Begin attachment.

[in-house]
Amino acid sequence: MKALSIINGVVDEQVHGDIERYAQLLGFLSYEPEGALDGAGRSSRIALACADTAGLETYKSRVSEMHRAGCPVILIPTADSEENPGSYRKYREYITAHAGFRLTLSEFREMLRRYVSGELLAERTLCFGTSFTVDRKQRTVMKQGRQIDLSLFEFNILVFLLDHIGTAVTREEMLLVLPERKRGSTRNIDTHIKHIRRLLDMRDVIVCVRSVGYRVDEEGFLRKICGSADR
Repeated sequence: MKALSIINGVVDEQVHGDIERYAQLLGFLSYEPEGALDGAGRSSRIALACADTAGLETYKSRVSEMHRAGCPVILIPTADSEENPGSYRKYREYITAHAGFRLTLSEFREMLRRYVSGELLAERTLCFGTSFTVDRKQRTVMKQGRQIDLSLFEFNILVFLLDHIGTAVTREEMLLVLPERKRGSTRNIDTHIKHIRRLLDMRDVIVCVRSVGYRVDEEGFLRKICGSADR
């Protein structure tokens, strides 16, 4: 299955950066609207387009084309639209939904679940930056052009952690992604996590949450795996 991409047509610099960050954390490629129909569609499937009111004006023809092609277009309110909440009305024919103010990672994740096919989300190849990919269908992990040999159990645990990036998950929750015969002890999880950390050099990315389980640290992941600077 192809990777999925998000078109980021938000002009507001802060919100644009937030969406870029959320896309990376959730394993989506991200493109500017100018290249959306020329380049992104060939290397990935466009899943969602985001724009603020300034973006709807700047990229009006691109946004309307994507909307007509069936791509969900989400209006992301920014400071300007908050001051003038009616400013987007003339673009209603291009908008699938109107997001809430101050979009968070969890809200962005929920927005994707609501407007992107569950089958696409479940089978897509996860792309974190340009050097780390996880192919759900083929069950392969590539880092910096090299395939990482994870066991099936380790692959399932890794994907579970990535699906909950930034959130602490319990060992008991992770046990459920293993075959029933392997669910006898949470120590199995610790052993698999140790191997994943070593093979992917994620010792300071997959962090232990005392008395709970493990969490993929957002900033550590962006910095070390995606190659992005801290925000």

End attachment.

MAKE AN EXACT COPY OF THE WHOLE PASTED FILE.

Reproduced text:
[in-house]
Amino acid sequence: MKALSIINGVVDEQVHGDIERYAQLLGFLSYEPEGALDGAGRSSRIALACADTAGLETYKSRVSEMHRAGCPVILIPTADSEENPGSYRKYREYITAHAGFRLTLSEFREMLRRYVSGELLAERTLCFGTSFTVDRKQRTVMKQGRQIDLSLFEFNILVFLLDHIGTAVTREEMLLVLPERKRGSTRNIDTHIKHIRRLLDMRDVIVCVRSVGYRVDEEGFLRKICGSADR
Repeated sequence: MKALSIINGVVDEQVHGDIERYAQLLGFLSYEPEGALDGAGRSSRIALACADTAGLETYKSRVSEMHRAGCPVILIPTADSEENPGSYRKYREYITAHAGFRLTLSEFREMLRRYVSGELLAERTLCFGTSFTVDRKQRTVMKQGRQIDLSLFEFNILVFLLDHIGTAVTREEMLLVLPERKRGSTRNIDTHIKHIRRLLDMRDVIVCVRSVGYRVDEEGFLRKICGSADR
């Protein structure tokens, strides 16, 4: 299955950066609207387009084309639209939904679940930056052009952690992604996590949450795996 991409047509610099960050954390490629129909569609499937009111004006023809092609277009309110909440009305024919103010990672994740096919989300190849990919269908992990040999159990645990990036998950929750015969002890999880950390050099990315389980640290992941600077 192809990777999925998000078109980021938000002009507001802060919100644009937030969406870029959320896309990376959730394993989506991200493109500017100018290249959306020329380049992104060939290397990935466009899943969602985001724009603020300034973006709807700047990229009006691109946004309307994507909307007509069936791509969900989400209006992301920014400071300007908050001051003038009616400013987007003339673009209603291009908008699938109107997001809430101050979009968070969890809200962005929920927005994707609501407007992107569950089958696409479940089978897509996860792309974190340009050097780390996880192919759900083929069950392969590539880092910096090299395939990482994870066991099936380790692959399932890794994907579970990535699906909950930034959130602490319990060992008991992770046990459920293993075959029933392997669910006898949470120590199995610790052993698999140790191997994943070593093979992917994620010792300071997959962090232990005392008395709970493990969490993929957002900033550590962006910095070390995606190659992005801290925000």